Actually, I've changed my mind, that's not really the main reason that this is a really silly thing to say. I remember a while ago John Eden, I think it was, wrote something along the lines of ordinary people living ordinary lives, helping people out, being nice, that they were the best political activists there were. I think my point is kind of the same. There are millions of Catholics all over the world, in almost every country, who are what I would call 'good people'. They don't abuse kids, they don't burn Mayans, they help people, they're nice - and if you asked them they would describe themselves as Catholics, and most would say that they live their lives the way they do because of their faith. But we should hate them because they're catholics, and hating catholics is the same as hating fascists, right?

Aw, my second post here and I'm kind of having a go at someone. One of the administrators, no less. It's not my fault, the internet has made me bad.
It seems a quite reasonable point, and I hope he takes you up on it. Though I admire his vim, I'll admit to being a little perplexed over Mark's onslaught into the Catholic faith. I do think he has a number of good points (their failure to endorse protected sex is unequivocally insane) but many could be levelled against other organised religions. For instance though the Mayans had a powerfully advanced culture (which it was treason to destroy and their slaughter at the hands of the conquistadores was atrocious) they also sacrificed hundreds of thousands of their own people and their enemies to the gods. I can't help but imagine most Catholics to be pretty straight-forward well-intentioned folk.
 
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Grievous Angel

Beast of Burden
I think Mark is pushing the dialectic of his argument round the bend a bit with this one.

I was raised catholic -- which makes me somewhat virulently anti-catholic church for a number of reasons I won't dwell on here but which you can read about in the archives at uncarved. So critiquing Catholicism as being monolithically fascist has its appeal, but it's an argument that collapses rapidly for the reasons Eden posits.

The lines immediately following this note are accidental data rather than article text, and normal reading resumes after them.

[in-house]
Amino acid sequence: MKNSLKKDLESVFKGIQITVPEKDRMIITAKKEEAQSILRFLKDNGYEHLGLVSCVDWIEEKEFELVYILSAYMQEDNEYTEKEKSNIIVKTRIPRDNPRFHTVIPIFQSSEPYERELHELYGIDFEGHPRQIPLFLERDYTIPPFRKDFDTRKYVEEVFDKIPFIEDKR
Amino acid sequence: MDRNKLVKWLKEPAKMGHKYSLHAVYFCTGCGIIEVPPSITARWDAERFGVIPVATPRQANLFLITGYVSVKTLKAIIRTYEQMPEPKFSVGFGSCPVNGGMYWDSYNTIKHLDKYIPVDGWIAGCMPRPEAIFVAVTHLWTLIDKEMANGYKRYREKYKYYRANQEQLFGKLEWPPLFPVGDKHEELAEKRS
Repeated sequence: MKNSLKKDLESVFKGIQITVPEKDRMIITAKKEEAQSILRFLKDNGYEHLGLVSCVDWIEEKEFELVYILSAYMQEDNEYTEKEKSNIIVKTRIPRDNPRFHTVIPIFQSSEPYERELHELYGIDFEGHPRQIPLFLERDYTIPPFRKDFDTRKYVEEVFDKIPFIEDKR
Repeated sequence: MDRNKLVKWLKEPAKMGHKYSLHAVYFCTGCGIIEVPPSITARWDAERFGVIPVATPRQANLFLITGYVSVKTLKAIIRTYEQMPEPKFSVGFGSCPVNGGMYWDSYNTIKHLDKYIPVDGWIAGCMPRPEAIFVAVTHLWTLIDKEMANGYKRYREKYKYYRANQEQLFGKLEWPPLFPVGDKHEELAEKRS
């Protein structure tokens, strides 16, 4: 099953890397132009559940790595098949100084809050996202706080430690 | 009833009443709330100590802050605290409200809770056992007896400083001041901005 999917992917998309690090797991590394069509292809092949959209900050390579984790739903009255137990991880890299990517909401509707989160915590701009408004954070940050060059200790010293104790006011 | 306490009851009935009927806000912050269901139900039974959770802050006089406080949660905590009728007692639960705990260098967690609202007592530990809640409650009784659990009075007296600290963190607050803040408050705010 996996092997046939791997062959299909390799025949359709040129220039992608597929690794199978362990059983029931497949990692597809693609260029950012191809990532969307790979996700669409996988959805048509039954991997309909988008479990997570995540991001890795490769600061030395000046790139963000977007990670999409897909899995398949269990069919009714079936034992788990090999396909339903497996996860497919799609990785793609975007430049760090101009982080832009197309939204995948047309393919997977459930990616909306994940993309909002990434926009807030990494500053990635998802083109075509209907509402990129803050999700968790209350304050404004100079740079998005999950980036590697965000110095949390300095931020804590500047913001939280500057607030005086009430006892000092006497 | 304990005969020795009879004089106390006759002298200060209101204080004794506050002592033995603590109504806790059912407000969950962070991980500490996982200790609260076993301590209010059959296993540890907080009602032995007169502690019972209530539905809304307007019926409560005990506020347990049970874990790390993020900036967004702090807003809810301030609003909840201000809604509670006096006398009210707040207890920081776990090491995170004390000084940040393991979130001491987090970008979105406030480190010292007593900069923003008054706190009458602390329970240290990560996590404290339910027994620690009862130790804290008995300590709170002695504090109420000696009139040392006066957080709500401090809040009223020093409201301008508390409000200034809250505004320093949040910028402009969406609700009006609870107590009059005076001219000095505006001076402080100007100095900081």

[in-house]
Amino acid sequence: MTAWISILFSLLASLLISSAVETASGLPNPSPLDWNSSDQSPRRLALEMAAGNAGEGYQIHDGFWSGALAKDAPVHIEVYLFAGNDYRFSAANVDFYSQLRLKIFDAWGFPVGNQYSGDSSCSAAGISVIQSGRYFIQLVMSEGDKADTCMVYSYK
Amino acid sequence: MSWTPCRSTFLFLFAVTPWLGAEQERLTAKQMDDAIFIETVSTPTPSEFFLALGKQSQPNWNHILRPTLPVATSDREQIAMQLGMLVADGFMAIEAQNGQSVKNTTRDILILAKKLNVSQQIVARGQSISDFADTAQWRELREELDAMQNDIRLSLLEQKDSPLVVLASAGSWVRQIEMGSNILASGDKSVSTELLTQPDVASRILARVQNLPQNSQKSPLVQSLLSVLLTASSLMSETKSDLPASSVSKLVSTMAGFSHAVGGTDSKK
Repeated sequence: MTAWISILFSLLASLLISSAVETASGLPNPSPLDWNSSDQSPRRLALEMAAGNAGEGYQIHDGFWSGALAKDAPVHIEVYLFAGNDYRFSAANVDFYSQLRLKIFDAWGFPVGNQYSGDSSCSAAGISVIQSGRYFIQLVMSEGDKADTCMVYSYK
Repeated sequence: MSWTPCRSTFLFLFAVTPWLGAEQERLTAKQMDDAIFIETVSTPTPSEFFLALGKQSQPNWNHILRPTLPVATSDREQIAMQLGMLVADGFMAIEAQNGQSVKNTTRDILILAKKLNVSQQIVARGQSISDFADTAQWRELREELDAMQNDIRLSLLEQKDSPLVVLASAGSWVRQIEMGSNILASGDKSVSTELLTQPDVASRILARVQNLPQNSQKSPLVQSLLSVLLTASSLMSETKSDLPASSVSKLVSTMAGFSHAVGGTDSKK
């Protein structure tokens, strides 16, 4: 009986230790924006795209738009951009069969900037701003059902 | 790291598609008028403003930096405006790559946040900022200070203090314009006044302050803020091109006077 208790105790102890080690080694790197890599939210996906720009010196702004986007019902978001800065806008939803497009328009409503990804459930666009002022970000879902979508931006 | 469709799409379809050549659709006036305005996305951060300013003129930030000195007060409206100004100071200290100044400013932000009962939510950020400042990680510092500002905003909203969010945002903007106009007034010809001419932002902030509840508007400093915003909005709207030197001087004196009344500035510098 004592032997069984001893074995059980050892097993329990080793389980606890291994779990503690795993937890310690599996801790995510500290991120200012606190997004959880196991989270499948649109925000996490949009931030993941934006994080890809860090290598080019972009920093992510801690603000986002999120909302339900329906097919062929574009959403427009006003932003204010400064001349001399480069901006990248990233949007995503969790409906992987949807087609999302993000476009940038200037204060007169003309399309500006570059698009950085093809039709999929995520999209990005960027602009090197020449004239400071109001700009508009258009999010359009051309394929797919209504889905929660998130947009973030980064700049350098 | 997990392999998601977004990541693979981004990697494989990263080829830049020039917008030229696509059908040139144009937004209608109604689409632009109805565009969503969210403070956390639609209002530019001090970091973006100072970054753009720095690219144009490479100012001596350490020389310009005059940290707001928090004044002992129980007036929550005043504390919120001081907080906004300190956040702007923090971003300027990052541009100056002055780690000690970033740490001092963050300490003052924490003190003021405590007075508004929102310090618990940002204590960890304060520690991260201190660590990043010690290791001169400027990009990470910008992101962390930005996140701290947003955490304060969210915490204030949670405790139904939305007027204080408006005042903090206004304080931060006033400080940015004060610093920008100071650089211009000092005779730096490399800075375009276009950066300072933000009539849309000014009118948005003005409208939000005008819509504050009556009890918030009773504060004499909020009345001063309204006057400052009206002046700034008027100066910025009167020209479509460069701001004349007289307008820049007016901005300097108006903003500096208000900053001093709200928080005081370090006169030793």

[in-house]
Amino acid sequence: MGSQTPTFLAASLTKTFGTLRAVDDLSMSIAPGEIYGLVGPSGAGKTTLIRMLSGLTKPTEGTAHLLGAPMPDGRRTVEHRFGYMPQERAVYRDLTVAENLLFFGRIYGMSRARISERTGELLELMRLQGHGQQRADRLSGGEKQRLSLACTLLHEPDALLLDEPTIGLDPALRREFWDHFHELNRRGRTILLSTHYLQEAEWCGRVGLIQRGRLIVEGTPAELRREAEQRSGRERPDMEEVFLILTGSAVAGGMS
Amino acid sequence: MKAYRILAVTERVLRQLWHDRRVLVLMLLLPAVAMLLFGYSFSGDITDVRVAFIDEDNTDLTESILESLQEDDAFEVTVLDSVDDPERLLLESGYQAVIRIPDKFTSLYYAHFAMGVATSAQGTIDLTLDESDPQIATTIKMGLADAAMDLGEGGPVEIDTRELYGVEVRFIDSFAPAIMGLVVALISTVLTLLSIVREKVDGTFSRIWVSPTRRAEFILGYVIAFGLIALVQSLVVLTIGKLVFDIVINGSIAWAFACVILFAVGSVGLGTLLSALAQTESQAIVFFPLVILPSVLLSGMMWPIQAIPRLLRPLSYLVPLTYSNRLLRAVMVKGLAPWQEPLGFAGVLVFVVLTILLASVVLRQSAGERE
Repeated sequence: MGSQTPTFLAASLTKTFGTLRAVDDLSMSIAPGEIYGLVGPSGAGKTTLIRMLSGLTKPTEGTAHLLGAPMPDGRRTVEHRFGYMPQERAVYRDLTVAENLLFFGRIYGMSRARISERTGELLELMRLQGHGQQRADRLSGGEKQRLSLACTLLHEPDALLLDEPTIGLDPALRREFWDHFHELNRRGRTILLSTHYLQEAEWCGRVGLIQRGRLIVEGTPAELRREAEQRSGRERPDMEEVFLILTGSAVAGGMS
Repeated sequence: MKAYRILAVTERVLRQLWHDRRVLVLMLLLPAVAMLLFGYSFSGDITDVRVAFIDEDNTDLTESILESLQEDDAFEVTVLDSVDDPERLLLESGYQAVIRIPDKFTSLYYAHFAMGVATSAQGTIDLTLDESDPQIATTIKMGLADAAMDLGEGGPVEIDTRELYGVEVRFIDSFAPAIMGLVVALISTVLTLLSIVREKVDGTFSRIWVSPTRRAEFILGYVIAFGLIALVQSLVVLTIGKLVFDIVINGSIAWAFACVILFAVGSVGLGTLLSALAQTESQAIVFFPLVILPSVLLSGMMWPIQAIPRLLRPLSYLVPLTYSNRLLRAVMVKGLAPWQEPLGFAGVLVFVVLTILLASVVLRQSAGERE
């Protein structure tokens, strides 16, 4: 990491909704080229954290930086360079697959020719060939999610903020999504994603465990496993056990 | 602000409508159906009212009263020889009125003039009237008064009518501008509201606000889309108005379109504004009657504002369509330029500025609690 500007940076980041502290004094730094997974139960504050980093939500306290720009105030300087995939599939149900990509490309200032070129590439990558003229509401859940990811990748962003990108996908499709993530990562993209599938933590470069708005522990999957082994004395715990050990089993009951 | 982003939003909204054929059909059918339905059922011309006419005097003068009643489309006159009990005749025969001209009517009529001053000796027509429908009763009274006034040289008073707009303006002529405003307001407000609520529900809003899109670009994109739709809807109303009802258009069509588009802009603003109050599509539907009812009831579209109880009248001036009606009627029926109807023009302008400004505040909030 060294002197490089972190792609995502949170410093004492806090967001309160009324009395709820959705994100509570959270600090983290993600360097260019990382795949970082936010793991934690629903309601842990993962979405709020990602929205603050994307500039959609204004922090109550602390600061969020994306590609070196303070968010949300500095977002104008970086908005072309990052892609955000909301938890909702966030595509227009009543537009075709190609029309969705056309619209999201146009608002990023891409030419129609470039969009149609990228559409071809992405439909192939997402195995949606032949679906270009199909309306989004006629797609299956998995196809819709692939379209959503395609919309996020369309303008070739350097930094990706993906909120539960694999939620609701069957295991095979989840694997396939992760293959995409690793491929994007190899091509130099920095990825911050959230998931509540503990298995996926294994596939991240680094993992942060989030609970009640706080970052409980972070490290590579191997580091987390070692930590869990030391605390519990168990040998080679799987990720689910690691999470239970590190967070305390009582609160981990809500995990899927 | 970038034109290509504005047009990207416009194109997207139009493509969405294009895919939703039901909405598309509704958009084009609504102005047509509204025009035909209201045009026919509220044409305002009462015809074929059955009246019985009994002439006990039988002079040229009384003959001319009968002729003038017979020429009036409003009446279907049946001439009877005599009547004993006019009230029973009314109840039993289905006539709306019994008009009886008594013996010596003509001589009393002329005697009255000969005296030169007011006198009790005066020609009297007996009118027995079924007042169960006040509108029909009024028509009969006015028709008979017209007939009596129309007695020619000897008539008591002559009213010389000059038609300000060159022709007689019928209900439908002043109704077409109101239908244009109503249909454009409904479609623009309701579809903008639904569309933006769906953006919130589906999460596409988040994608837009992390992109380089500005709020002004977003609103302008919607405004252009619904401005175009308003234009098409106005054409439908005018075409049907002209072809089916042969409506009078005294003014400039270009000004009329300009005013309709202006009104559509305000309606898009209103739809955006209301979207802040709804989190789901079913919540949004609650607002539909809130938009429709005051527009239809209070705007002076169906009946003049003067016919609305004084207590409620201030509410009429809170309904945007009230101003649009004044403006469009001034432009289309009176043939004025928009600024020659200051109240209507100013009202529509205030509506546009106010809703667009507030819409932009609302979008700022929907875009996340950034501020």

However, critiquing Catholicism while mounting a defence of "faith" and "belief" -- essentially, as far as I could make out, a version of the existentialist position of "it's better to believe in something -- anything -- rather than collapse into ennui" -- involved too many somersaults for my sleep-deprived brain to deal with. Especially in the context of an apologia for The Passion of Christ over at Hyperstition -- not sure if Mark wrote that, but hey, it's a Kollective :).

Mind you, the last thing I expect or want from my esteemed colleague (and brother in the faith) is measured consistency. Nor would I ever do Mark the disservice of merely (or facilely) "agreeing" with him.
 

Rambler

Awanturnik
So classifying millions of people with a common faith as an ethnic group - and then portraying them all as some sort of 'viral' scum, a grotesque conspiracy - this is the non-fascist position????
 

Rambler

Awanturnik
And if that sounds like I'm lashing out, then I'm sorry. But I'm married to a Catholic who deals personally, thoughtfully and painfully with the impossible contradiction between her faith and the institution in which she exercises it every single day, and ill-focused rants about 'deranged bigotry' and 'institutionalized child abuse' aren't particularly clever.
 

Diggedy Derek

Stray Dog